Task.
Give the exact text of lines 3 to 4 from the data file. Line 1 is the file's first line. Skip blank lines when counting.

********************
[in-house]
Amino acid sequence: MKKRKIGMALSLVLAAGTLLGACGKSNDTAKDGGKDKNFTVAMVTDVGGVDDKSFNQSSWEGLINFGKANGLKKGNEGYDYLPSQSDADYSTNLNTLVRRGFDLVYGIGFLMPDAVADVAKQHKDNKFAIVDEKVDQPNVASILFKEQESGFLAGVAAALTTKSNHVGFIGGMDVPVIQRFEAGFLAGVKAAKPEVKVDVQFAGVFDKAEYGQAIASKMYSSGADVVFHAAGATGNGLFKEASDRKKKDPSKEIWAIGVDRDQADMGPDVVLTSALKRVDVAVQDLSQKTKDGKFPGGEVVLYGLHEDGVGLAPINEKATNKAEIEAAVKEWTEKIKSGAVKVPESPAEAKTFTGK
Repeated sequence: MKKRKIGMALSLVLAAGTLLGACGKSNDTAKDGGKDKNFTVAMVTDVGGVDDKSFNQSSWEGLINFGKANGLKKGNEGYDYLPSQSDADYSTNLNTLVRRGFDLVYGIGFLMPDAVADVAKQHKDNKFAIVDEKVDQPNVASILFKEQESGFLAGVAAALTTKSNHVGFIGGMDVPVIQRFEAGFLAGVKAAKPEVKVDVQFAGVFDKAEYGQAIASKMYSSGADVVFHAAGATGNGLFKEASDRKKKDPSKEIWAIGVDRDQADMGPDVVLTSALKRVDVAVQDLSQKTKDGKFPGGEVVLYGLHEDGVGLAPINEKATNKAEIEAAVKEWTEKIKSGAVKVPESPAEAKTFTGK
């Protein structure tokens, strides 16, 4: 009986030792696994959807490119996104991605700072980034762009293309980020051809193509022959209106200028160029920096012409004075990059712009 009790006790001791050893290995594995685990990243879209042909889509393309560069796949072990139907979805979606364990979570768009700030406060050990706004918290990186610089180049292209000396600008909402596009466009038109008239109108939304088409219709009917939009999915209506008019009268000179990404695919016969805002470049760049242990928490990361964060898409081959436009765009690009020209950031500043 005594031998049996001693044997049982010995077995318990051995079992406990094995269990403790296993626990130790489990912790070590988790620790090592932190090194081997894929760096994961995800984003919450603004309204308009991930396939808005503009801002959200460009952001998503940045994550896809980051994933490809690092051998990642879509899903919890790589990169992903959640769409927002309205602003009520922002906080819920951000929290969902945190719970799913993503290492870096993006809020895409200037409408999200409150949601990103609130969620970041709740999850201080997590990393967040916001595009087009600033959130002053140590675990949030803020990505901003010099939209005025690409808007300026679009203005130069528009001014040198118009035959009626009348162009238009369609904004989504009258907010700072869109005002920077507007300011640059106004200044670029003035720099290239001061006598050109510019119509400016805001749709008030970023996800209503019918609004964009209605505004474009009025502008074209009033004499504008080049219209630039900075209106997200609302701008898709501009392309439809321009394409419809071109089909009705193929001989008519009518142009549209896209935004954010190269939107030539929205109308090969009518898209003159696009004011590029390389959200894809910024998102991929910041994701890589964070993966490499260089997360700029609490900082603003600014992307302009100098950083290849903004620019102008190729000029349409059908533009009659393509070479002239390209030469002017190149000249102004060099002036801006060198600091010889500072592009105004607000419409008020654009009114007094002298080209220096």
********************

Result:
Repeated sequence: MKKRKIGMALSLVLAAGTLLGACGKSNDTAKDGGKDKNFTVAMVTDVGGVDDKSFNQSSWEGLINFGKANGLKKGNEGYDYLPSQSDADYSTNLNTLVRRGFDLVYGIGFLMPDAVADVAKQHKDNKFAIVDEKVDQPNVASILFKEQESGFLAGVAAALTTKSNHVGFIGGMDVPVIQRFEAGFLAGVKAAKPEVKVDVQFAGVFDKAEYGQAIASKMYSSGADVVFHAAGATGNGLFKEASDRKKKDPSKEIWAIGVDRDQADMGPDVVLTSALKRVDVAVQDLSQKTKDGKFPGGEVVLYGLHEDGVGLAPINEKATNKAEIEAAVKEWTEKIKSGAVKVPESPAEAKTFTGK
């Protein structure tokens, strides 16, 4: 009986030792696994959807490119996104991605700072980034762009293309980020051809193509022959209106200028160029920096012409004075990059712009 009790006790001791050893290995594995685990990243879209042909889509393309560069796949072990139907979805979606364990979570768009700030406060050990706004918290990186610089180049292209000396600008909402596009466009038109008239109108939304088409219709009917939009999915209506008019009268000179990404695919016969805002470049760049242990928490990361964060898409081959436009765009690009020209950031500043 005594031998049996001693044997049982010995077995318990051995079992406990094995269990403790296993626990130790489990912790070590988790620790090592932190090194081997894929760096994961995800984003919450603004309204308009991930396939808005503009801002959200460009952001998503940045994550896809980051994933490809690092051998990642879509899903919890790589990169992903959640769409927002309205602003009520922002906080819920951000929290969902945190719970799913993503290492870096993006809020895409200037409408999200409150949601990103609130969620970041709740999850201080997590990393967040916001595009087009600033959130002053140590675990949030803020990505901003010099939209005025690409808007300026679009203005130069528009001014040198118009035959009626009348162009238009369609904004989504009258907010700072869109005002920077507007300011640059106004200044670029003035720099290239001061006598050109510019119509400016805001749709008030970023996800209503019918609004964009209605505004474009009025502008074209009033004499504008080049219209630039900075209106997200609302701008898709501009392309439809321009394409419809071109089909009705193929001989008519009518142009549209896209935004954010190269939107030539929205109308090969009518898209003159696009004011590029390389959200894809910024998102991929910041994701890589964070993966490499260089997360700029609490900082603003600014992307302009100098950083290849903004620019102008190729000029349409059908533009009659393509070479002239390209030469002017190149000249102004060099002036801006060198600091010889500072592009105004607000419409008020654009009114007094002298080209220096």